Category: Analysis

SCOCA year in review 2019

SCOCA year in review 2019

Overview The effect a majority of four justices appointed by Governor Jerry Brown might have on the California Supreme Court has been a major question in the past few years. After all, the last time four Brown appointees controlled the court it endured its most chaotic period in the last century. With the fourth Brown appointee (Justice Groban) having completed his first year on the court, we examined the court’s opinions from February 2015 to December 2019 for evidence that such times are upon us again. We found little support for a conclusion that another ultra-partisan-liberal Rose Bird era is...

Municipal taxes are (almost) always municipal affairs

Municipal taxes are (almost) always municipal affairs

Overview The California Supreme Court has avoided bright-line rules when analyzing local ordinances under the Article XI, section 5 municipal affairs doctrine.[1] For example, the most recent state high court case on municipal affairs endorsed an interest-balancing approach to determine whether an activity is a matter of local or statewide concern.[2] But while the court disavows a categorical approach, one factor reliably predicts results in municipal affairs decisions: the court rules for the city in nearly every case that concerns local finance, especially taxes. Analysis For this article we reviewed every California Supreme Court municipal affairs case from 1896 to...

The Attorney General’s Supervisory Power: Theory and Reality

The Attorney General’s Supervisory Power: Theory and Reality

Overview This article explains the legal principles involved in the debate about how much responsibility Senator Kamala Harris deserves for criminal convictions that occurred during her tenure as California’s attorney general. The basic answer is: very little.[1] She and her office were uninvolved in the overwhelming majority of individual trial court convictions that occurred during her tenure, because the attorney general has very little practical or legal responsibility for criminal trial matters. And that office has a statutory duty to defend those convictions on appeal, which may sometimes require taking positions that conflict with an attorney general’s personal policy preferences....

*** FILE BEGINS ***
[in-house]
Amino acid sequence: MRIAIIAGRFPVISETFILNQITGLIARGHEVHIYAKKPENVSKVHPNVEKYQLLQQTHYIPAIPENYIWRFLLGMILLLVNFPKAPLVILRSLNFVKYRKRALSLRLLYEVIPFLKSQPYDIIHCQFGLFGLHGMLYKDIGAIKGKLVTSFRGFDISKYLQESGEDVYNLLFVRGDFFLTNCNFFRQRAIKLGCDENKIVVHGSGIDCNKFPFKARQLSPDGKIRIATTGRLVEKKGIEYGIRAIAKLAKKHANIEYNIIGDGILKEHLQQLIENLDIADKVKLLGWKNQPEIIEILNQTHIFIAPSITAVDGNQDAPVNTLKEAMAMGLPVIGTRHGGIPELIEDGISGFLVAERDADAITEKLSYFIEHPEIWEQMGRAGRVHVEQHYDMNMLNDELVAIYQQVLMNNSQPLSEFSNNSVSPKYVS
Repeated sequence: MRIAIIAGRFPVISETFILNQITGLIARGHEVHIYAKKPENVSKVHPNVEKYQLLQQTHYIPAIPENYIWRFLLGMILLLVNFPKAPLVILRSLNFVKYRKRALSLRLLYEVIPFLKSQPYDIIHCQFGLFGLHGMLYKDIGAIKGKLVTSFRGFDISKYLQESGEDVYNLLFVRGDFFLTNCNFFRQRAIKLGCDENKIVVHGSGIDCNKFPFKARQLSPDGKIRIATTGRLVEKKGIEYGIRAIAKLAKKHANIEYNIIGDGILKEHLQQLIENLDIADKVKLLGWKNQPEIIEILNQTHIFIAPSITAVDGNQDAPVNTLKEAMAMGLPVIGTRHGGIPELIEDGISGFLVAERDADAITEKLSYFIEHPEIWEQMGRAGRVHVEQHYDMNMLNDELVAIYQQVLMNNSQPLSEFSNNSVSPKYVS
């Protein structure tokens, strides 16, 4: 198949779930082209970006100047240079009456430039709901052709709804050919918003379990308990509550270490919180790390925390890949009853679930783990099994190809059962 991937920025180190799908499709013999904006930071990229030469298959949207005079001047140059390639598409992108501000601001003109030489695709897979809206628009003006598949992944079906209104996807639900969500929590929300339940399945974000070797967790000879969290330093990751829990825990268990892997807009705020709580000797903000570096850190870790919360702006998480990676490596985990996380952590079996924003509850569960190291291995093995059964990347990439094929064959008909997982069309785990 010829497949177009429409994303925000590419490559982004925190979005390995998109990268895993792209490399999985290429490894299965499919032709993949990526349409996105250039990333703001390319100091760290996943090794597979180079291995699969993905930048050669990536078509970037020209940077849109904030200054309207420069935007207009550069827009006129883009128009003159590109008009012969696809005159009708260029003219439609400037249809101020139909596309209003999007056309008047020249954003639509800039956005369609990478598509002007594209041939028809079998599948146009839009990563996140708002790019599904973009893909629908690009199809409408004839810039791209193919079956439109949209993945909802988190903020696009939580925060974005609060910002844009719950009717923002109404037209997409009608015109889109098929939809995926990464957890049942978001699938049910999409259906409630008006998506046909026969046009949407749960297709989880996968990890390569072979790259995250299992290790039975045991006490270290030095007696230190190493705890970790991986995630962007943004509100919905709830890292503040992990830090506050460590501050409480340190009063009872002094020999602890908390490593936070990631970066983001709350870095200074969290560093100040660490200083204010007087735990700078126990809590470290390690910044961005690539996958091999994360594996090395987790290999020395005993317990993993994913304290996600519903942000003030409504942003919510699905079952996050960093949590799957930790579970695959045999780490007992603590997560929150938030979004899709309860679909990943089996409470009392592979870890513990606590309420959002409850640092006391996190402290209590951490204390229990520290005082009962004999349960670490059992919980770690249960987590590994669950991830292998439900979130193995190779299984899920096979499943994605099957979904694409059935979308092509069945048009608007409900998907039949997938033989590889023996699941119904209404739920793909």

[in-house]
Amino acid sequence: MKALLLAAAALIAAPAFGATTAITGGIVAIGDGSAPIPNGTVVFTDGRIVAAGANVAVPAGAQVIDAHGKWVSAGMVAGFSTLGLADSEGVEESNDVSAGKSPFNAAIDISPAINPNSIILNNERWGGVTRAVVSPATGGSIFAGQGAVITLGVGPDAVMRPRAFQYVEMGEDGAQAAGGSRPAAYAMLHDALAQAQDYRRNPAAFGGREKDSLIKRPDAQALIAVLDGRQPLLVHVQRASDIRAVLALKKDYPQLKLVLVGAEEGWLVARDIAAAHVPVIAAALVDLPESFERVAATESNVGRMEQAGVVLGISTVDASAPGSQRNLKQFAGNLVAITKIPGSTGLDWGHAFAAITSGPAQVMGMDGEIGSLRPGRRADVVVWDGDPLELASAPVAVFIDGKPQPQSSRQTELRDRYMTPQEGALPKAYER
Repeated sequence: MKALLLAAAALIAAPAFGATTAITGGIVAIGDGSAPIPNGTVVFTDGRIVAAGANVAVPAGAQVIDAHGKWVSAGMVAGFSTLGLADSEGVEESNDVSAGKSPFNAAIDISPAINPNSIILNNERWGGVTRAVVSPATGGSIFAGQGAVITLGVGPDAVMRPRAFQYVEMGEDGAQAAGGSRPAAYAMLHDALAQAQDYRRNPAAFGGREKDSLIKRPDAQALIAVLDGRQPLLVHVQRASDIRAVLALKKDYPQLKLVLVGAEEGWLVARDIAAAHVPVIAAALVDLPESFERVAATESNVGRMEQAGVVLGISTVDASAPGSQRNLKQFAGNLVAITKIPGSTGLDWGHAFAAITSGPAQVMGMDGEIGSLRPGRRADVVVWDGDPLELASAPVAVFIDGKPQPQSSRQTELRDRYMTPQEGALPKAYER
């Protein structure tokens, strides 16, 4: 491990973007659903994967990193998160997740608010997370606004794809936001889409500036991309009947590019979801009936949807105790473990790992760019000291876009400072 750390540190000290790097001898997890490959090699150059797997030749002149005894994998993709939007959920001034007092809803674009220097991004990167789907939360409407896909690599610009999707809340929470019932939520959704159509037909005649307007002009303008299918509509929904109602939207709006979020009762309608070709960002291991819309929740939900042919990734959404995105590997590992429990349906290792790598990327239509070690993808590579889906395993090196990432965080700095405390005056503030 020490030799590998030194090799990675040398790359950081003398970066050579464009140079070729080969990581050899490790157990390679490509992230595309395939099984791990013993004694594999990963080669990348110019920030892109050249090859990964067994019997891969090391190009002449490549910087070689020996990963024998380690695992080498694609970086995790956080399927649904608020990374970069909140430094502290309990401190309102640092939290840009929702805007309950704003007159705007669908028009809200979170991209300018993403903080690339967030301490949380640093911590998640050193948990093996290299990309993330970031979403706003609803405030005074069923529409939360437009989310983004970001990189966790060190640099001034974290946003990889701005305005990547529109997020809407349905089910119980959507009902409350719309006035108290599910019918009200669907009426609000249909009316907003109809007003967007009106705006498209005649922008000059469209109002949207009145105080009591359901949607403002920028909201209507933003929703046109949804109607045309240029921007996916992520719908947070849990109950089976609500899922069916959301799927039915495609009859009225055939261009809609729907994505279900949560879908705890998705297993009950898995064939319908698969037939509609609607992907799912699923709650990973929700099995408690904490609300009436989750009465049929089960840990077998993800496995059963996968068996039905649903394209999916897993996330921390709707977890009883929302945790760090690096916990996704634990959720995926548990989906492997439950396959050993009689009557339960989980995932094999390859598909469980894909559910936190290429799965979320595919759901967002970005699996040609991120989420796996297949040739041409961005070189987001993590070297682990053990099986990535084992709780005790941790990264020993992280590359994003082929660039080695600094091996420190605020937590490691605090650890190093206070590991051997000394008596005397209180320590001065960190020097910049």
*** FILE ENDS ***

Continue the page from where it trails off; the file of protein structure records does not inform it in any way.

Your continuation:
Article I, Section 12 — Not Section 28 — Governs Bail in California.

Article I, Section 12 — Not Section 28 — Governs Bail in California.

Overview The California Supreme Court is currently considering how to reconcile the apparent conflict between the California constitution’s two bail provisions: Article I, section 12 and Article I, section 28. Under section 12, bail is an “absolute right” granted to criminal defendants with three narrow exceptions; under section 28, bail is discretionary and public safety is the primary consideration. Because constitutional provisions must be reconciled, the apparent conflict is a false choice: rather than choosing between them, the court is likely to harmonize these sections. When a defendant falls within one of section 12’s narrow exceptions (and so would be...

Municipal taxation is now interesting

Municipal taxation is now interesting

Overview Last week the California Supreme Court decided City and County of San Francisco v. UC Regents (S242835 docket and opinion), and in unanimously ruling for the city the court reshaped the local finance landscape and employed a clear new vision for resolving state–local conflicts. The case involved a mundane matter of whether a city can tax private users of parking lots owned by state universities. The universities argued that, as sovereign state entities, their real property operations could not be taxed by local governments.[1] The city argued that the core municipal taxation power was paramount here, and taxing private...

A Coming Executive Branch Civil War Over the Death Penalty?